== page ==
My introduction to Saor was a breath of fresh air beginning with their sophomore record Aura. Out from the now decades old genre of Black Metal that so routinely falls into its own established tropes, Saor introduced a soaring gleam of bright, triumphant, heathen melody to counteract its dark underbelly of blast beats, tremolo guitars and burly, gaunt screams. It may not have been an original twist on the sound but its execution was sublime and deeply inspired by Marshall's Scottish heritage and countryside. The following Guardians record was more of the same and had less of an impact on me. It may be the absence, or more likely the music but this new release has been a very fond listen for me these past two weeks.
The luscious and melodic side of the music feels expanded upon, a beautiful piano interlude middle of the opening title track and a entire song, Exile, dedicated to nostalgic folk sounds half a step away from Fief in the best of ways. This obvious expansion resonates in the lead guitars that gleam and glow, leading every song forward like a light carving the path through the pale on its epic journeys. Soaring with reverb and inflecting glorious melodies it rises high above the fury of beastly screams and pummeling drums, making its most abrasive sections feel bright and inspiring.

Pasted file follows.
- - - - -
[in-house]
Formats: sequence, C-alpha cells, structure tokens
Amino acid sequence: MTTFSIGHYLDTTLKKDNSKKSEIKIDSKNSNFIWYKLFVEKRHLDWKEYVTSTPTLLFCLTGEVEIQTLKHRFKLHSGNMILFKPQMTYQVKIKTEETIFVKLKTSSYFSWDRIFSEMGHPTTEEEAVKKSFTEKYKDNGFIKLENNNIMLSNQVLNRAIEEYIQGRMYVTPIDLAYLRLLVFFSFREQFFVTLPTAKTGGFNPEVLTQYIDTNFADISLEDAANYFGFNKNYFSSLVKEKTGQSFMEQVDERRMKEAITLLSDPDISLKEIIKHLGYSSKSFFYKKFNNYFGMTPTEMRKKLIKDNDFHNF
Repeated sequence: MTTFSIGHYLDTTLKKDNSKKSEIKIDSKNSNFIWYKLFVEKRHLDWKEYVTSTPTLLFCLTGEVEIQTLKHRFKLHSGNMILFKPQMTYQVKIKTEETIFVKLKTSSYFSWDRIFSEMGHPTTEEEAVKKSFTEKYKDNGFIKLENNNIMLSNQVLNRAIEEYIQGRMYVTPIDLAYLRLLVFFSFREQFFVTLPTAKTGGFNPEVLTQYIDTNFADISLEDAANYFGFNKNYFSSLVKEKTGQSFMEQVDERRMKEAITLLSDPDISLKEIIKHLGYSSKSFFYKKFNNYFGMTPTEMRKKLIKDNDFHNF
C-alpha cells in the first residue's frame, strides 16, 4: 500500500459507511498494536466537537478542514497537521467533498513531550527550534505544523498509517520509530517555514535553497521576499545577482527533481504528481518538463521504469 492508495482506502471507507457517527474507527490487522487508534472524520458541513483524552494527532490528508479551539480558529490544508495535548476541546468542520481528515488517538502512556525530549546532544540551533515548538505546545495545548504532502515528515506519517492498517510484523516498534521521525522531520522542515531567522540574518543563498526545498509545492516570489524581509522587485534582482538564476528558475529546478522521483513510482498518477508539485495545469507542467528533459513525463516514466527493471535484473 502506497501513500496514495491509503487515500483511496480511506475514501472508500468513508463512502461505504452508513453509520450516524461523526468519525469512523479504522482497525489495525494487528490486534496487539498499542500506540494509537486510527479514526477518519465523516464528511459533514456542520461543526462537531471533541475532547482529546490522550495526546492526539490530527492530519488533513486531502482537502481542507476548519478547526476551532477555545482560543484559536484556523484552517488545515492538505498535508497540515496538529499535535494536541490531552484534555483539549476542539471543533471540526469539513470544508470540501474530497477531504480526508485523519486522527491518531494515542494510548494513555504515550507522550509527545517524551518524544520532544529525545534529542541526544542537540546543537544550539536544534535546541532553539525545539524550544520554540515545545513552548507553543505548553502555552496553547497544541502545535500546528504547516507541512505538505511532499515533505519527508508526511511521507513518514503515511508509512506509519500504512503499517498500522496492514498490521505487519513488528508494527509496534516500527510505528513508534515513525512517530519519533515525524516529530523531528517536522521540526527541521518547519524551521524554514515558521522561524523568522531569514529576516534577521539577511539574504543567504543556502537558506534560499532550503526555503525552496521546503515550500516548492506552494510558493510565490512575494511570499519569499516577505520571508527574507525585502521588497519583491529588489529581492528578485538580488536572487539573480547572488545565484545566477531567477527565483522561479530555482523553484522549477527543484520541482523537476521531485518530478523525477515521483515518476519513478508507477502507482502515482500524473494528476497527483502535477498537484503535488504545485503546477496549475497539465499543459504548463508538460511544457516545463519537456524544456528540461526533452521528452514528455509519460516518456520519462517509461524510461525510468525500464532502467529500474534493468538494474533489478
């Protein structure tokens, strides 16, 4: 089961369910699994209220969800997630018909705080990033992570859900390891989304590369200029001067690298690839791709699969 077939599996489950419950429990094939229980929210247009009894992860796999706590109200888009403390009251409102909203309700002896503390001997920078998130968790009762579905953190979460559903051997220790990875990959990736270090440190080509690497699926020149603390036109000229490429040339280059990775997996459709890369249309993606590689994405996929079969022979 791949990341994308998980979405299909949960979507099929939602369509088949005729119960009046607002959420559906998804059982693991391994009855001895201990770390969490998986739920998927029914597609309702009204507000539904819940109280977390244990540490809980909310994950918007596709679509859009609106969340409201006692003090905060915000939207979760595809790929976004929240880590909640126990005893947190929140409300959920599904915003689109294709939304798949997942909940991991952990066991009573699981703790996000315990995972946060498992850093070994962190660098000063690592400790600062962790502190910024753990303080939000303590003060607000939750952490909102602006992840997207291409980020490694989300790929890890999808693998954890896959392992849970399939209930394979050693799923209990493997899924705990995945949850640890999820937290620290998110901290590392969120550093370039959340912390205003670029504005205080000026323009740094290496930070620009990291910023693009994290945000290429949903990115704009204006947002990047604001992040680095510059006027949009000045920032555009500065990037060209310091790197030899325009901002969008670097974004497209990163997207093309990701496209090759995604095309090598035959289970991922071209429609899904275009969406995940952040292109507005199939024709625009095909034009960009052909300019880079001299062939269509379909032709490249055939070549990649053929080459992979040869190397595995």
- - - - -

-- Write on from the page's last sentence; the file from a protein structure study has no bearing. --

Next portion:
Through the loud and obvious instruments, pagan violins and glossy pianos shape tone and mood with a dose of folk and heritage that never leaves the music. Its a constant delight that makes the sound engulfing. Even in their quiet parts the lead guitar once again soaks you in the dazzle of its glimmering light. With three lengthy ten minute plus songs the music can hold this sense of constant beauty and epic without faultering. Bron is the darkest of the three and even it can find this stunning flicker of light in the black as its cultural elements blossom along the songs epic progression. Things really came together on this album and I can't recommend it enough.